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[Editorial] No Subsidies for Corrupt Civic Groups

Posted October. 08, 2009 09:16,   


The Board of Audit and Inspection investigated 543 private organizations that received financial government support of more than 80 million won (68,300 U.S. dollars) per year from 2006 to last year. The majority of them were found to have embezzled money. The leadership of certain organizations took more than 100 million won (85,400 dollars) as a bonus or other individuals embezzled the money. The Korean People’s Artist Federation, one of the largest left-wing artist groups in the country, was on the list. The agency plans to release the details of the embezzlement and ask prosecutors to investigate suspects.

Opposition lawmakers say the government watchdog is targeting civic groups sympathetic to opposition parties, but this is not true. This audit has been conducted following the decision made by both the ruling and opposition parties at the National Assembly’s budget and account committee. Board of Audit and Inspection Chairman Kim Hwang-sik said, “We’re not interested in political tendencies but rather how the government’s money is being embezzled. I will take responsibility.” The main opposition party should not try to represent an organization that embezzles subsidies. It is also problematic for civic groups who misuse state funds to claim suppression by the audit.

The Non-profit Civic Group Support Act was enacted in 2001. The government subsequently handed out subsidies to support the growth of sound civic groups and contribute to the public interest and the development of a democratic society. The majority of civic groups that received the money stopped their projects or ran them loosely. The funds were considered by some as money at their disposal. When 187 subsidy-receiving groups joined the People`s Association for Measures against Mad Cow Disease, which led the mass candlelight vigils against U.S. beef imports last year, criticism arose that taxpayers’ money was misused for illegal violent protests. This is why the Lee Myung-bak administration cut the annual subsidy in half to five billion won (4.27 million dollars) from 10 billion won (8.54 million dollars).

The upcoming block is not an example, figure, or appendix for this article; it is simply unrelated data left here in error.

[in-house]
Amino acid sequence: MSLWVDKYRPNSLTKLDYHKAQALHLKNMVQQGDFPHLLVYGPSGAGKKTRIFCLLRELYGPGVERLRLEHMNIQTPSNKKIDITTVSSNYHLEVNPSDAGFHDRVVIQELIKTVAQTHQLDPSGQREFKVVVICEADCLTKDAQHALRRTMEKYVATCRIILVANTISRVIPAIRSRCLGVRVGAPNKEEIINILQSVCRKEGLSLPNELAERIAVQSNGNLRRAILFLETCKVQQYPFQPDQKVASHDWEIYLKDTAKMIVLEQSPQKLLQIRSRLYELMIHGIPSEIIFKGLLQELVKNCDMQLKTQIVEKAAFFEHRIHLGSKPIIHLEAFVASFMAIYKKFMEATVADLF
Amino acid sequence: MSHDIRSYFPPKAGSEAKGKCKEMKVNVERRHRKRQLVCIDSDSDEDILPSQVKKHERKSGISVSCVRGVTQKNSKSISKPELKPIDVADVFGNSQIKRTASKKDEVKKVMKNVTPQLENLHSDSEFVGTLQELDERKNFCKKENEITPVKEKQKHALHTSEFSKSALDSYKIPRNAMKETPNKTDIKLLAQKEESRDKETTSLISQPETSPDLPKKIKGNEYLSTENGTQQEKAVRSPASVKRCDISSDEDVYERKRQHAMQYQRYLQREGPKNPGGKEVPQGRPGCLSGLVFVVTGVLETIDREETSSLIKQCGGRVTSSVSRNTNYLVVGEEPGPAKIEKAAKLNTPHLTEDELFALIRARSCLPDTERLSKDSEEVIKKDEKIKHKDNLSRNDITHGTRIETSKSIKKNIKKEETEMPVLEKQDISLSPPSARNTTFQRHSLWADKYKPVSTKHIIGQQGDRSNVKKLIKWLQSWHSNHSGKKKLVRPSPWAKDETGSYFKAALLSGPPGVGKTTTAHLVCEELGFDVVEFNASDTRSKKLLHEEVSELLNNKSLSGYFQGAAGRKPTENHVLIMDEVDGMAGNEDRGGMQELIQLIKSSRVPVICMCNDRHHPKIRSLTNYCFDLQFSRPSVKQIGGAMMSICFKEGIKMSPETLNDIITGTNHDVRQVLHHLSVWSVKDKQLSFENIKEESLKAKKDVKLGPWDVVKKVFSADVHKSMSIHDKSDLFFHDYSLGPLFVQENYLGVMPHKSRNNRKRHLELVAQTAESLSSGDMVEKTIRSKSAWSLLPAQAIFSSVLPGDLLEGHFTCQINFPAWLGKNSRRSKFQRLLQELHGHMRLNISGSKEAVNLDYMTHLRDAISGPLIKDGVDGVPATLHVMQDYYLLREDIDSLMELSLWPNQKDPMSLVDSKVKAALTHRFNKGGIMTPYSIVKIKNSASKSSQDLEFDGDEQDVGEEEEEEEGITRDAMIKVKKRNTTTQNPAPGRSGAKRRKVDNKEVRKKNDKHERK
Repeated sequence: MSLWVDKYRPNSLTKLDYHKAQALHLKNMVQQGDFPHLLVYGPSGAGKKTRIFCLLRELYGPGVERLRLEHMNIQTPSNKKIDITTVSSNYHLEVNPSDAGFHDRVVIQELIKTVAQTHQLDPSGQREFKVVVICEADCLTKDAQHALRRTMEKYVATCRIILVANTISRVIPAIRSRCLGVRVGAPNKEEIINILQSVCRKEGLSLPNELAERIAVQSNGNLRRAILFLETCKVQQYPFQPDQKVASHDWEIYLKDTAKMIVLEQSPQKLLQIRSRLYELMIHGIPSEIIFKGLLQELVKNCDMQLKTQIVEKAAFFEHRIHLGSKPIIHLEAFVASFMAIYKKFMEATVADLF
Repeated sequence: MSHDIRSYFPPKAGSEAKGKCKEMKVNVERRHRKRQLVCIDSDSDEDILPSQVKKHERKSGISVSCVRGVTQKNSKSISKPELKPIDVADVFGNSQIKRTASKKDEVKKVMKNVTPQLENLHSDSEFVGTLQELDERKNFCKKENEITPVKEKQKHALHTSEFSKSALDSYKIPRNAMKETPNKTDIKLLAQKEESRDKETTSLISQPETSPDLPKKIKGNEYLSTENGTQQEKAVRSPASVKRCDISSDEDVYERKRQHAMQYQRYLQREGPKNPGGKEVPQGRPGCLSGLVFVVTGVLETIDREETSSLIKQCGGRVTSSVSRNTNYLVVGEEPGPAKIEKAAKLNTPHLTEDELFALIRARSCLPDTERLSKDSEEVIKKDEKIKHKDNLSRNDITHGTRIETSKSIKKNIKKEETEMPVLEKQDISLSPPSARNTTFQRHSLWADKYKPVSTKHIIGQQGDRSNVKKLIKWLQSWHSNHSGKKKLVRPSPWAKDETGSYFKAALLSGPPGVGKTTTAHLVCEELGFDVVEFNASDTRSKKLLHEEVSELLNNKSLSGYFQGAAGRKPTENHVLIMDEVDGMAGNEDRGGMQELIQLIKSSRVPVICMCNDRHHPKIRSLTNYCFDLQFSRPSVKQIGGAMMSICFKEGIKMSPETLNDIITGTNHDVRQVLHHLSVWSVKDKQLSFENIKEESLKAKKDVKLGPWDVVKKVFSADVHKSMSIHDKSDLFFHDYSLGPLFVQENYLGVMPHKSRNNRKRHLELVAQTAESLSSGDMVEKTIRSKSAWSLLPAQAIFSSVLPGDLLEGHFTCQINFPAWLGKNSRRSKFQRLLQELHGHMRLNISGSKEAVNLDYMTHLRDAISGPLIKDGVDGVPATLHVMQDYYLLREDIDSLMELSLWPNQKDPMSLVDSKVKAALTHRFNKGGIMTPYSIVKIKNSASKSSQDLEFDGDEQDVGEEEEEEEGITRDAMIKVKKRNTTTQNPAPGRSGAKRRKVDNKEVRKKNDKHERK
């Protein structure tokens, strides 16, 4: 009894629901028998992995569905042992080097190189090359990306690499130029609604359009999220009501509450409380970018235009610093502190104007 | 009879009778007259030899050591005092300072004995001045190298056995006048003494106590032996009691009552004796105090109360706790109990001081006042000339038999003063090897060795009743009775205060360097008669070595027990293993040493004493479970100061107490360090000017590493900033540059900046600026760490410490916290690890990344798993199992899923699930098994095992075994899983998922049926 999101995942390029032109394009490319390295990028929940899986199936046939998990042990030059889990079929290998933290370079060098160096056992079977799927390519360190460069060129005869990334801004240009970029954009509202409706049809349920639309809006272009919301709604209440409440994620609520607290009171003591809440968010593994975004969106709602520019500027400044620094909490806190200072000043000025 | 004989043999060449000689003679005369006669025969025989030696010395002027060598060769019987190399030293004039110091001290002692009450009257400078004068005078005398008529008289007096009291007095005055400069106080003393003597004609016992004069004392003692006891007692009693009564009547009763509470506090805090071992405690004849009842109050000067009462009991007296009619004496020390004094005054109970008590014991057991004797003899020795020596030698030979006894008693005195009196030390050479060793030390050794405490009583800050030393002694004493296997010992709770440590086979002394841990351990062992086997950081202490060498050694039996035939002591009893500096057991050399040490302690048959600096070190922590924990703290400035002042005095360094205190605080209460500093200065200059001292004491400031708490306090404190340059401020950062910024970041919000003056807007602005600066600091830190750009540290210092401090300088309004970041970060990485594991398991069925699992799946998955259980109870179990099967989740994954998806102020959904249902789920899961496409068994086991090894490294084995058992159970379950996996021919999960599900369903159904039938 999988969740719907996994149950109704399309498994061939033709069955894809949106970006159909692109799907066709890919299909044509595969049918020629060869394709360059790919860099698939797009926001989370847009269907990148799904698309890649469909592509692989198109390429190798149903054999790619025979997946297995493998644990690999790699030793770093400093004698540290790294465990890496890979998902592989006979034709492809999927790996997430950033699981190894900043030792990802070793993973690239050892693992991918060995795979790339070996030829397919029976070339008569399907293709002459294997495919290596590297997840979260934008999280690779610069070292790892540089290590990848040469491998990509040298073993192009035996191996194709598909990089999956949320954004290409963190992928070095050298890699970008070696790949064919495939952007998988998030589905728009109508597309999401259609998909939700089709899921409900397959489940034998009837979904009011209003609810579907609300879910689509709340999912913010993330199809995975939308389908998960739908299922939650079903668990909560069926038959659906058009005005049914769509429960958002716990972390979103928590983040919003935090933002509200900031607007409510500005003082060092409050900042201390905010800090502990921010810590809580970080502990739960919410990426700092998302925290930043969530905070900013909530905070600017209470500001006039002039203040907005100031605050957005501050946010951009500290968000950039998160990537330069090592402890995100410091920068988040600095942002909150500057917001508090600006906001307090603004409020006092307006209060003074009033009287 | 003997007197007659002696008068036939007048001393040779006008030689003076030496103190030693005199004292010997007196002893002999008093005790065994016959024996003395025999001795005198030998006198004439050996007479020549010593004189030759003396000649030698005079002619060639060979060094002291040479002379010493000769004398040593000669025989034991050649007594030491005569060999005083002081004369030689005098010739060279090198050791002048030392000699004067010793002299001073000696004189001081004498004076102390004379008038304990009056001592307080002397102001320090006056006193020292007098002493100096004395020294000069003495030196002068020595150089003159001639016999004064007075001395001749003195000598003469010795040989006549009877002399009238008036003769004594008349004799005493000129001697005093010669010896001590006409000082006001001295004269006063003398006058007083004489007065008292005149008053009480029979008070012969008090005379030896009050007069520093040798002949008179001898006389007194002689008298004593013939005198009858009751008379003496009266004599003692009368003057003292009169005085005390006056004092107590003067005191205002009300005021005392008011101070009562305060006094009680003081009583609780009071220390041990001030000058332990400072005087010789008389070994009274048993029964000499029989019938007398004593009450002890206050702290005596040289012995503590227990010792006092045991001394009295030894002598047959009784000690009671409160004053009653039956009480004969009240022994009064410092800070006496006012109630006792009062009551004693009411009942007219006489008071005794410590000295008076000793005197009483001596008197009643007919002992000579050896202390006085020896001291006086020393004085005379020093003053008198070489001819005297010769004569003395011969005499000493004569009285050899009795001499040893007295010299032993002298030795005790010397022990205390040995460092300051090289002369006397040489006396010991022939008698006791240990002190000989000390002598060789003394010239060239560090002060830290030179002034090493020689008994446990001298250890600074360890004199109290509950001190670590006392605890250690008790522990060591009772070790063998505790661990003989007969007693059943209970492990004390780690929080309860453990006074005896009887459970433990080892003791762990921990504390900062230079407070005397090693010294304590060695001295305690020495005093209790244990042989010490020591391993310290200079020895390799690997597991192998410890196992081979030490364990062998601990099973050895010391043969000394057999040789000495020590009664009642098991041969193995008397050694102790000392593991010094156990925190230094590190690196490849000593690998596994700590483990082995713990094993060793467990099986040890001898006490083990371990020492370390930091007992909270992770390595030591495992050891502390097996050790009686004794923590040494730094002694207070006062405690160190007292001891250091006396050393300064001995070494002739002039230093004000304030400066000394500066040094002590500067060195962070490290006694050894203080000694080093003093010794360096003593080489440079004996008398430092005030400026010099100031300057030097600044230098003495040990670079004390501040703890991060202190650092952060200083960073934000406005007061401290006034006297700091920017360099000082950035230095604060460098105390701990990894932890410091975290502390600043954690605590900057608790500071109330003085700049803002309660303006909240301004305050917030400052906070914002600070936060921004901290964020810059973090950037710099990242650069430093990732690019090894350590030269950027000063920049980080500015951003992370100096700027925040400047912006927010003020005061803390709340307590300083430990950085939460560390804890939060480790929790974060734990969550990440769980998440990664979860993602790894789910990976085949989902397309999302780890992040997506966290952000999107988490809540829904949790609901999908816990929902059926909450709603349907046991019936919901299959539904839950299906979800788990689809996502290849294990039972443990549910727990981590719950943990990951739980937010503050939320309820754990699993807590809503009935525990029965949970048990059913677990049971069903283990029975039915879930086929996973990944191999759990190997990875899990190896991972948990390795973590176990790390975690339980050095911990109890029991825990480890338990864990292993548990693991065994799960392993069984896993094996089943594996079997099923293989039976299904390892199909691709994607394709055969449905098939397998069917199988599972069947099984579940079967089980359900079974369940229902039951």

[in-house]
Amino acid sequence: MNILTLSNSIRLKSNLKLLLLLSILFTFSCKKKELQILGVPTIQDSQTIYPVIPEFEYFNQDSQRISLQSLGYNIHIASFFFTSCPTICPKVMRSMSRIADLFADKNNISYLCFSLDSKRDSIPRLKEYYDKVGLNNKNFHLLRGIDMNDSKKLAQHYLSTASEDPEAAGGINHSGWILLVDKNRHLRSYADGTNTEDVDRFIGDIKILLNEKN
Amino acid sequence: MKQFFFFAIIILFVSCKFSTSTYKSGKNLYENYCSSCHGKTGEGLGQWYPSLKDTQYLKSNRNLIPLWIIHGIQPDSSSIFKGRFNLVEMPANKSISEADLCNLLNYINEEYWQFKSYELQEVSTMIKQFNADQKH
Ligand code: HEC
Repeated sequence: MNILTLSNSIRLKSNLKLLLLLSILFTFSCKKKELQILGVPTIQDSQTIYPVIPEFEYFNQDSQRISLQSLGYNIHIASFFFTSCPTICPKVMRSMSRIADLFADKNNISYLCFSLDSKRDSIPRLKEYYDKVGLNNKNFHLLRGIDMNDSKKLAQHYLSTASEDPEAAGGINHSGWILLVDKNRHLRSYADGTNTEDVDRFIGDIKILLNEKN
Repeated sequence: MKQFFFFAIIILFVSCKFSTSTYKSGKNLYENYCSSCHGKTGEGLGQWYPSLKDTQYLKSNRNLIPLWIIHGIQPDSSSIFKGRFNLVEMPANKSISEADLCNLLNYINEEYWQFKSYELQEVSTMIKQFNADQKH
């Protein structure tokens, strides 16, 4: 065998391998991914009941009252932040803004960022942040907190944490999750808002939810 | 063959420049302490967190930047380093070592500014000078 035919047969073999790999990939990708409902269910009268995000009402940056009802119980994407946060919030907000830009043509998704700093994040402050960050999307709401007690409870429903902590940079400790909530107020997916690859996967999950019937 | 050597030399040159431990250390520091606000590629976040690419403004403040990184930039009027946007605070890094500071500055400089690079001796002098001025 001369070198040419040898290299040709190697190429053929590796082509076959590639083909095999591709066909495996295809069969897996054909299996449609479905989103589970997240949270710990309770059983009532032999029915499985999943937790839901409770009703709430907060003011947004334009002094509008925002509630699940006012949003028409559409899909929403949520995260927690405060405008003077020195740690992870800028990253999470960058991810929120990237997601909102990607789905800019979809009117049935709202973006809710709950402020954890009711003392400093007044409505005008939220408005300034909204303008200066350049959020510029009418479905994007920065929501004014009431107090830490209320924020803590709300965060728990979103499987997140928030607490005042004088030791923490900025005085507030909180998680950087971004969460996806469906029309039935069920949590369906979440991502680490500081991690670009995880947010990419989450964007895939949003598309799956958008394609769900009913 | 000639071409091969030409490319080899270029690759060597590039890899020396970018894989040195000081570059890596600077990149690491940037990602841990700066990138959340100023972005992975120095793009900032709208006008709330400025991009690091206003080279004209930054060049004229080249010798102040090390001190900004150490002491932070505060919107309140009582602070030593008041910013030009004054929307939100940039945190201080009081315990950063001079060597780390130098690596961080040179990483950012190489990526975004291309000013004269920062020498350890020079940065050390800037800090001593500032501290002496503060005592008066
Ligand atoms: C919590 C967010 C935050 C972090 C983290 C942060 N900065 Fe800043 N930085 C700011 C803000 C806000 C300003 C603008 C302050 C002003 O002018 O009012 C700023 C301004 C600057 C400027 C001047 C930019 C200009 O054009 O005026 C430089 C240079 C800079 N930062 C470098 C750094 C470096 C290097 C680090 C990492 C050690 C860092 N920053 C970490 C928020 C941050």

Civic groups must pursue the public good and transparency. If they lack the will and power to remain transparent, they should neither ask for subsidies or call themselves civic groups. They are hypocritical if they misuse subsidies but demand to know how provincial or municipal government leaders spend their funds. Even taxpayers will not forgive them.

No subsidy should go to civic groups that are corrupt or involved in illegal violent protests, and the money already handed out should be retrieved. The Lee administration should not resort to the strategy of its two predecessors in using subsidies as a carrot to get civic groups to side with the government.